Yeah. I mean, but that is called survival care. Right.

Sam Vander Wielen:
Welcome to survival.

Gina Moffa:
It’s not self-care. Like we’re past that. We have to survive. I call it survival care because that’s really, at the end of the day, what it is when you’re in this place and you have — it does, like loss rearranges your whole life and it basically does shift around your priorities. You’re not going to look at everything the same way anymore because, number one, you can’t.

And number two, because everything just got real, you’re looking at this lane where you’re like, wow, it actually is life or death. And I want things in my life that have meaning. I don’t want to waste time anymore, right? Or just always thinking about time after loss. Like, what do I do with my time? Who do I share my time with? How do I use my time for what I know I have to do, but also what I need to do for me? Because grief takes endurance, and you can’t, like you will burn out the fastest you can’t even imagine if you’re just saying yes to everything and you’re not taking any time to actually, like, feed yourself and survive. You just won’t.

Sam Vander Wielen:
It really changes you. And I think like that — so the way that grief changes you then I think is very interesting when you’re running your own business, because something that we’re all very used to in the kind of like coaching consulting space is that you share a lot of yourself as you go through your day, your week, your month. And I found it particularly strange, and I noticed that a couple people asked this in the questions was like, how do you share parts of yourself in your business as you’re changing? I mean, it’s a evolving situation, right?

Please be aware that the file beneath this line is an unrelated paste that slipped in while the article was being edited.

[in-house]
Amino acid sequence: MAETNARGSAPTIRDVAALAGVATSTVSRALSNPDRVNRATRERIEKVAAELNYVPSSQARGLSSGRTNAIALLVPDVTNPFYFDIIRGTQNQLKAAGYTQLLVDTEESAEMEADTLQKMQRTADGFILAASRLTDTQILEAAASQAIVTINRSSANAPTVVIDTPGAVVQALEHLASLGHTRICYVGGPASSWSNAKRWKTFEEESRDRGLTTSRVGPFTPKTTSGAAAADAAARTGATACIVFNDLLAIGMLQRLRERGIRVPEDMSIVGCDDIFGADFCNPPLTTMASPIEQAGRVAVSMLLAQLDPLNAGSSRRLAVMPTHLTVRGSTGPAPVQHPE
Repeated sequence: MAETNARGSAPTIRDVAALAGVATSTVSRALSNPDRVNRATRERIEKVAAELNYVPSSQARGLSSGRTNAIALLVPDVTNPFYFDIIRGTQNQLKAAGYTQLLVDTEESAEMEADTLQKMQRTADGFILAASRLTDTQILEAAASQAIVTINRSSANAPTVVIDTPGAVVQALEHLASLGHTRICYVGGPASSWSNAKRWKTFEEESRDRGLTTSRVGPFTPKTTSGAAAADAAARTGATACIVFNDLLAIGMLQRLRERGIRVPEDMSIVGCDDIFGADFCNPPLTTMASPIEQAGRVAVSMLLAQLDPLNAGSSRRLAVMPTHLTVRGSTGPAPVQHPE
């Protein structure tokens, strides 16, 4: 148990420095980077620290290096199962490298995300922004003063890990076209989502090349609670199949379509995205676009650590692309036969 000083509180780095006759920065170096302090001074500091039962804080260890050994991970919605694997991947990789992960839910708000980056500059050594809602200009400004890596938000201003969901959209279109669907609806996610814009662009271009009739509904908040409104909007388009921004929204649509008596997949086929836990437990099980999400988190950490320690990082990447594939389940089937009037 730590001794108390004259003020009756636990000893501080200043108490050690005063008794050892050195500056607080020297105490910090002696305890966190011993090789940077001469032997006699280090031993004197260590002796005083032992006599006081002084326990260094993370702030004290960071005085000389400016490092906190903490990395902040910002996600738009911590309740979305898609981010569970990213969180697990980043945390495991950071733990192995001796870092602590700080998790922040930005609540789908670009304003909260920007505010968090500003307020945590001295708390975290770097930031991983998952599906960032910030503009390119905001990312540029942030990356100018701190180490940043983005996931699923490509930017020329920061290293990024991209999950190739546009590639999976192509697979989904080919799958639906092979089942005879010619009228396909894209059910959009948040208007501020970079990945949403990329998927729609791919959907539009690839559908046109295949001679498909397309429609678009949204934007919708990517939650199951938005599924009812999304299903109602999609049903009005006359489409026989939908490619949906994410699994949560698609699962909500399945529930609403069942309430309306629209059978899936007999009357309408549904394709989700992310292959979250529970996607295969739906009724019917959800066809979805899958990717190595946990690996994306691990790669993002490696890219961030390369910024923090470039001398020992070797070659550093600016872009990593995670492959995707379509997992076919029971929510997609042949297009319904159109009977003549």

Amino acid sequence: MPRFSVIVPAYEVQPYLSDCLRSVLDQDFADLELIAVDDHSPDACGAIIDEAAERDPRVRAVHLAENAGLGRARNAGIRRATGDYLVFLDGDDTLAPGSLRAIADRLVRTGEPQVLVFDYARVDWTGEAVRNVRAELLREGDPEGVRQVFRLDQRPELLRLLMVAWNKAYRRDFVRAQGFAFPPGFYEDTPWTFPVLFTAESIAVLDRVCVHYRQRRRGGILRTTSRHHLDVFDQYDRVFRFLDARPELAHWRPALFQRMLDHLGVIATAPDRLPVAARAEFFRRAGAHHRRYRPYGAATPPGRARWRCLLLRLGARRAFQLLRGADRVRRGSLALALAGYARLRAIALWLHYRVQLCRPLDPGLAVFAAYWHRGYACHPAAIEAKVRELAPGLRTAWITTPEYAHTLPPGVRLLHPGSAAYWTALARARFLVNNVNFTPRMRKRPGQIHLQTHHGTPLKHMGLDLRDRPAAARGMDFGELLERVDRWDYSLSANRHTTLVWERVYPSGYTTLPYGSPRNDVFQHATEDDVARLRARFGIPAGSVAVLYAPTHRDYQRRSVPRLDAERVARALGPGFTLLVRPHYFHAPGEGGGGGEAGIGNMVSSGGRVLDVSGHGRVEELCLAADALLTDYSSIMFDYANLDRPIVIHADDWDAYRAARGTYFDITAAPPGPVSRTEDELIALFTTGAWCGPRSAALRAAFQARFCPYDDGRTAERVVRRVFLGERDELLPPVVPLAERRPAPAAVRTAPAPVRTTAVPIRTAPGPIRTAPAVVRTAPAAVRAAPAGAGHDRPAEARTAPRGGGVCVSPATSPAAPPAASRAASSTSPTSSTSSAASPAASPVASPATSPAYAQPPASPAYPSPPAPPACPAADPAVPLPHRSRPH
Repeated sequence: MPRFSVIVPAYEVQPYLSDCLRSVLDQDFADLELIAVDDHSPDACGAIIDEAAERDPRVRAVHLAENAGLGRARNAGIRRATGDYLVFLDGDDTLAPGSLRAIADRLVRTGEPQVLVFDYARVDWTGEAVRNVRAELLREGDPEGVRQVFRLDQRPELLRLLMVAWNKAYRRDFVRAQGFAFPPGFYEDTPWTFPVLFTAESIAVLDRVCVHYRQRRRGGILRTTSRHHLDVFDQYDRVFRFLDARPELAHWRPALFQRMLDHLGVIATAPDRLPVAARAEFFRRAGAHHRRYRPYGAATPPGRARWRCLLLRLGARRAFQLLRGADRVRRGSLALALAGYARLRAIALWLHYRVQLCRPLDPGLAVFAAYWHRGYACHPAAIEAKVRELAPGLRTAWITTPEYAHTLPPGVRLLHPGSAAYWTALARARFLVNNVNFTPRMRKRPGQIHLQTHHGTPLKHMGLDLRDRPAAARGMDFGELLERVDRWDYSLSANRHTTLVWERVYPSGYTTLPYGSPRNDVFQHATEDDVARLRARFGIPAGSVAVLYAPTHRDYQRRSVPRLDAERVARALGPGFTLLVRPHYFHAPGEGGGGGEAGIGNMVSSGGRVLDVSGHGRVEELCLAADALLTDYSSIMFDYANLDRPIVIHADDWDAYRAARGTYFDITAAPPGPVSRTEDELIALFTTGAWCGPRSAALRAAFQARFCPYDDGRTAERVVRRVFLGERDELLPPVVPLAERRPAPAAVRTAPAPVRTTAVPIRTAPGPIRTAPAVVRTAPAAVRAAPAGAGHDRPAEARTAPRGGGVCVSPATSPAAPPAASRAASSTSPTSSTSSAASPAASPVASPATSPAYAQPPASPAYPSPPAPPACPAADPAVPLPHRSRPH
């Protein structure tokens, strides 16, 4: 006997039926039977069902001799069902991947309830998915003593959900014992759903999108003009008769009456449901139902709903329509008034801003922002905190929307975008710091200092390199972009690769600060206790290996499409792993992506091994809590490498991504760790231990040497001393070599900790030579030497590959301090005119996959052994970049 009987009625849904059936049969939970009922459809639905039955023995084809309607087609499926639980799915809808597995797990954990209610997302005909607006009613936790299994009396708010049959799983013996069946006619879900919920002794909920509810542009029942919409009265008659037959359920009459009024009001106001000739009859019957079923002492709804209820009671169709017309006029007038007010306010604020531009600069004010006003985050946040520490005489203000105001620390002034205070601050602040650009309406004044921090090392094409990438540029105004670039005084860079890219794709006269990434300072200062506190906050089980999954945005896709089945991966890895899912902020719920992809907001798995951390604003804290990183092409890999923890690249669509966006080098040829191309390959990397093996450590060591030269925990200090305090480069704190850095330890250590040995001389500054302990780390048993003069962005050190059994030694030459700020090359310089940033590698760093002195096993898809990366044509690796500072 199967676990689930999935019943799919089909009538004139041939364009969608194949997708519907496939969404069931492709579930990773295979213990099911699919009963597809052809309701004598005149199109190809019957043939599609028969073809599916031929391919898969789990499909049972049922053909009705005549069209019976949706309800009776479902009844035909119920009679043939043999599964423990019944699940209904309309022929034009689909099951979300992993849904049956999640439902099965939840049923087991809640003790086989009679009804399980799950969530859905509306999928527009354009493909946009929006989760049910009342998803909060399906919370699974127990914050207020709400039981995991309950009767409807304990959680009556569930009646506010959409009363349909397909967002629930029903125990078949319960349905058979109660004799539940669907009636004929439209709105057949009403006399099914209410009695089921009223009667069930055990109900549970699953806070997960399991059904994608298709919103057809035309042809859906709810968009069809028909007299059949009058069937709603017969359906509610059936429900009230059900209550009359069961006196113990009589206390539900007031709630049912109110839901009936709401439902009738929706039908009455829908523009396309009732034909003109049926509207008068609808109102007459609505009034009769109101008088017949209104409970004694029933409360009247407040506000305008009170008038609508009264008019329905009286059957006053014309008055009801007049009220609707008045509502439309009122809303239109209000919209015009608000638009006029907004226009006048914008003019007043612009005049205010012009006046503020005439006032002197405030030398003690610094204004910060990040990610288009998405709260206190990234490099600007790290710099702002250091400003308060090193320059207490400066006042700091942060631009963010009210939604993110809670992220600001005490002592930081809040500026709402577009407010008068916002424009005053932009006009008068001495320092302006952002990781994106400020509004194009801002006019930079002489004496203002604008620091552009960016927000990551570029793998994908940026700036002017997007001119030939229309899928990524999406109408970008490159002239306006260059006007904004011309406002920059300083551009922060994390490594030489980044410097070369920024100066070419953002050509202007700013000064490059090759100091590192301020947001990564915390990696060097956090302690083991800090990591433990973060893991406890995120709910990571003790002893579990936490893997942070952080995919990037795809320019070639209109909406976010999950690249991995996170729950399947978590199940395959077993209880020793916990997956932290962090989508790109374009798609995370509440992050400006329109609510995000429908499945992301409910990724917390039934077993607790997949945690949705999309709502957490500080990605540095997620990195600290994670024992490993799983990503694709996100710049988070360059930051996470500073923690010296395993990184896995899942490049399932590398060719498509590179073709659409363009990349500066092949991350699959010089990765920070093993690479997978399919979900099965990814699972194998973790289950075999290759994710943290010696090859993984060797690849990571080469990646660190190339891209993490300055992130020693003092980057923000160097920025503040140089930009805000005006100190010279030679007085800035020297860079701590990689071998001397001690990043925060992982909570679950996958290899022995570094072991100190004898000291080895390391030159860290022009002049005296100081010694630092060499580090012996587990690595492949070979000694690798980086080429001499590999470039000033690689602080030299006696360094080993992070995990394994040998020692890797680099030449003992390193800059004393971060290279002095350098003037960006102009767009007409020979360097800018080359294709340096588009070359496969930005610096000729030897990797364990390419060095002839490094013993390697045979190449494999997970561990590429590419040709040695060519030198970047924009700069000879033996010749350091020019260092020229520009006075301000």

Gina Moffa:
Yeah. I mean, look, I don’t think we ever have to say to everyone like, today is a good grief day or today I laugh.

Sam Vander Wielen:
Like have a little meter.

Gina Moffa:
Yeah. I mean like, here’s the grief spectrum and this is where I fall on it. But I think really to say anticipate for the next six months that this is what it’s going to look like. And after that, as things shift and change, you’re going to see it. You don’t really have to advertise that you’re changing. I think, look, when you have a priority shift or you have different goals, you just say what the goals are. I don’t think we have to say because of my loss, I feel like this project is no longer speaking to who I am as a person, or this friendship no longer speaks to me.

It’s like, I don’t think we have to make an announcement. But I understand why it feels that way because it’s so monumental within us that it feels like we want people to know, and we want to share it. But I think we don’t have to share the changes as much as what those changes result in. So like even just to say over the course of this month, I re-evaluated X, Y and Z, and this is what my offerings will be, or I’m pivoting in my business, and this is what — this is where I’m headed. I don’t know that we need to say I’ve had a really hard six months and whatever. I think people, if they know you and they care and they’re invested in who you are and your business or their clients, they’re going to know what’s happened.

And I think it’s the responsibility of society to say, listen, like when people are grieving, do better. Don’t come at them in three weeks, expecting them to give like everything that they would have given before. We have to do better as communities. And that’s really another part of why I want to bring grief to the conversation so much is we really have to adjust our expectations as people on the outside of grievers too. We have to adjust ourselves as grievers of our expectations of ourselves and others around us and what they can give us. But it’s got to be the other way around, too.

And to say, okay, I know that she’s gone through — I know Sam has had a really shit year of major trauma and caretaking and loss upon loss upon loss. And she still shows up for us. I’m going to take what she gives. I’m going to offer what I can offer in return as support and whatever she comes forth with now, I’m going to actually know that it’s a result of this because grief changes us irreversibly.

Sam Vander Wielen:
Right.

Gina Moffa:
For the better, I think in a lot of ways.

Sam Vander Wielen: